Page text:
What is wheat allergy?
Wheat allergy can take various forms. In contrast to a grass allergy, it is not the wheat pollen that triggers the wheat allergy, but rather the proteins in the wheat. Especially during childhood, wheat is one of the main allergens. In most cases, however, the wheat allergy resolves itself by the time the child reaches school age. Wheat allergies in adults tend to be permanent, however, and are triggered only in conjunction with physical exertion (wheat-dependent exercise-induced anaphylaxis, WDEIA) or in the form of baker’s asthma, which is triggered when the individual inhales the allergens in wheat flour.
Symptoms of wheat allergy
The primary symptoms of a wheat allergy manifest themselves on the skin and in the respiratory tract, often directly after meals. It may also cause indigestion, however, which may occur after a delay.
- In the mouth, nose, eyes and throat: swelling, itching or a scratchy feeling
- On the skin: atopic dermatitis or urticaria (hives)
- In the lung: respiratory distress, asthma or baker’s asthma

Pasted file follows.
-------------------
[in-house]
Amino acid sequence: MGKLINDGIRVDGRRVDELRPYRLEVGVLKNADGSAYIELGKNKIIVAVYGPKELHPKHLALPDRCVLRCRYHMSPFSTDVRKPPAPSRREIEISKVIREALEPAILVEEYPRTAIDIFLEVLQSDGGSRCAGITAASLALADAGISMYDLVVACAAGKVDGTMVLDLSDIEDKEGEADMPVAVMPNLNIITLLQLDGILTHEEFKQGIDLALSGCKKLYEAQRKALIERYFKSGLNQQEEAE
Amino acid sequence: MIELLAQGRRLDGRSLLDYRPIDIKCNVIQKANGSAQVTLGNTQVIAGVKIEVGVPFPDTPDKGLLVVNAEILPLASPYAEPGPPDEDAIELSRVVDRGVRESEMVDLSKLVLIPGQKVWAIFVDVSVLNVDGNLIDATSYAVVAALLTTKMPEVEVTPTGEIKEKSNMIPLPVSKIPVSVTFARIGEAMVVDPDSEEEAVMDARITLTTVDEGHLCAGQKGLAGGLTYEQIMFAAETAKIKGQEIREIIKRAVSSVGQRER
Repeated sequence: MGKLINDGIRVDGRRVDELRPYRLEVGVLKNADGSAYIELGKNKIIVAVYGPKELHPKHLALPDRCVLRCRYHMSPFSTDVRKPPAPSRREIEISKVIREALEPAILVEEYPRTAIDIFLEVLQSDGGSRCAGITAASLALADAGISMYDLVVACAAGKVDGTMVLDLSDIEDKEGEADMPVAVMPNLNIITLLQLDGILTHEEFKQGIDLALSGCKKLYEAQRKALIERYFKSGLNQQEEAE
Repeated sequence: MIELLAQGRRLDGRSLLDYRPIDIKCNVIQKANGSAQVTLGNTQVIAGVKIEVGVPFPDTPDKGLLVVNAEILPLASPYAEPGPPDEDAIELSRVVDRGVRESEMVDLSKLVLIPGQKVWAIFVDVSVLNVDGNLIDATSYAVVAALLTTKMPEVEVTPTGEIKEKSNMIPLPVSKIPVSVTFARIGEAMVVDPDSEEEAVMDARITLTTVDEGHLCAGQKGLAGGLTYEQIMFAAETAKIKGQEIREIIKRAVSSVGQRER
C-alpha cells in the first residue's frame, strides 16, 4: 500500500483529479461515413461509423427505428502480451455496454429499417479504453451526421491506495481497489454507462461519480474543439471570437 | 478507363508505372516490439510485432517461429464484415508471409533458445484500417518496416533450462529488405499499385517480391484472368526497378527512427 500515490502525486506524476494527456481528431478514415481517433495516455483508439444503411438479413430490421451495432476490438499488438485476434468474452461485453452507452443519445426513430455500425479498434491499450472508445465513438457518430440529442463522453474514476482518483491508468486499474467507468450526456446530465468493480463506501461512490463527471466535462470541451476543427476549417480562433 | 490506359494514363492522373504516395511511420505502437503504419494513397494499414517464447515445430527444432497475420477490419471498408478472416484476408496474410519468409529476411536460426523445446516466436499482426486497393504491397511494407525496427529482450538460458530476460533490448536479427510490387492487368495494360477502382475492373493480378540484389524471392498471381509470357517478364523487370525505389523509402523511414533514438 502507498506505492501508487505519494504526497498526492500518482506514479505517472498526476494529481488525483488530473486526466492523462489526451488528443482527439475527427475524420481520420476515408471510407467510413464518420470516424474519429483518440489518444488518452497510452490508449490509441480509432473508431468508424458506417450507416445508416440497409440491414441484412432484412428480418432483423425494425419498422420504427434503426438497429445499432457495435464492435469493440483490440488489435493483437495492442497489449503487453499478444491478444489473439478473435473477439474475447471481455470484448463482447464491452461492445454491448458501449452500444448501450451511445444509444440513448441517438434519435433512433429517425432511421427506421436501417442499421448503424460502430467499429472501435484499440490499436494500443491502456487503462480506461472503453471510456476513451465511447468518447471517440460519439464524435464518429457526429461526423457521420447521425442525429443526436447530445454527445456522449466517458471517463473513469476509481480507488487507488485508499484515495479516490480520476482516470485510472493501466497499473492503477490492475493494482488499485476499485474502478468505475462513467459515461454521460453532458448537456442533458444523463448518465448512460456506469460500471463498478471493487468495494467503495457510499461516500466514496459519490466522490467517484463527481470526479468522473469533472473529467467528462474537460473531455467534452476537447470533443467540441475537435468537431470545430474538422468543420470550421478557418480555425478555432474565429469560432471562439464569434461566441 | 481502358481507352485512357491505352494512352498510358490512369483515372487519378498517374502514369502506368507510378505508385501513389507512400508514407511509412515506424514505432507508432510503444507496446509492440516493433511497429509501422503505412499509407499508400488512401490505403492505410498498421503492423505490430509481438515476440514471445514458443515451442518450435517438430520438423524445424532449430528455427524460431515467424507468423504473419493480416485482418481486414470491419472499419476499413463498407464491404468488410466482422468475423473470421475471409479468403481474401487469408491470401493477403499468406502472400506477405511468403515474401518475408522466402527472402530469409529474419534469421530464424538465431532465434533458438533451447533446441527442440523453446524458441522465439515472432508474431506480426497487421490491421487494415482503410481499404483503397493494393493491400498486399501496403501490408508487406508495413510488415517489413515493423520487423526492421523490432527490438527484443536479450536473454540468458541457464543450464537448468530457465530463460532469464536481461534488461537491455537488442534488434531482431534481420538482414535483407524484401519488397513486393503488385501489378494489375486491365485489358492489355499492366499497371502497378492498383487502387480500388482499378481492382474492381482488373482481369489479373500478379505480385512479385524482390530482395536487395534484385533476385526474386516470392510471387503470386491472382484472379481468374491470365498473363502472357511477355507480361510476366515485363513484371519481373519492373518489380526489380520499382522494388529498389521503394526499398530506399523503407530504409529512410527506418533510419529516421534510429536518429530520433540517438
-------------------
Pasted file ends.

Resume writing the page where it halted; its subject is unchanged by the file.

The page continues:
- In the intestinal tract: cramps, nausea, vomiting, bloating or diarrhoea
Diagnosing wheat allergy
As with other allergies, the symptoms of wheat allergy should be recorded in a food and symptom diary. The next step involves a test for specific IgE antibodies and a skin prick test. If the symptoms are similar to the symptoms of coeliac disease, in other words, if symptoms such as abdominal cramping, diarrhoea or nausea occur after consuming wheat, it is important to exclude coeliac disease before proceeding further. In order not to distort the diagnosis, you should not change over to a wheat-free or gluten free diet until the condition has been diagnosed.
Treating wheat allergy
The main treatment for wheat allergy involves a change in diet. Once the allergy specialist has unequivocally diagnosed wheat allergy, you must eliminate wheat and related types of cereals from your diet. Keep in mind that wheat is hidden in many processed foods in which you would not suspect this is the case. For instance, rye bread can also contain wheat. Gluten free products are not the same as wheat-free products, because they may contain gluten free wheat starch, which is unsuitable for people with wheat allergy. For this reason, you must always read the label before purchasing a product or ask the sales staff about the exact ingredients.
In order to ensure that your diet is balanced despite your change in diet and to familiarise yourself with alternatives for cooking and baking, it is a good idea to take advantage of nutritional counselling.
Are you a physician or nutritional specialist? You will find more detailed information on wheat allergy at Dr. Schär Institute, the knowledge platform for experts on the topic of gluten intolerance and the gluten free diet.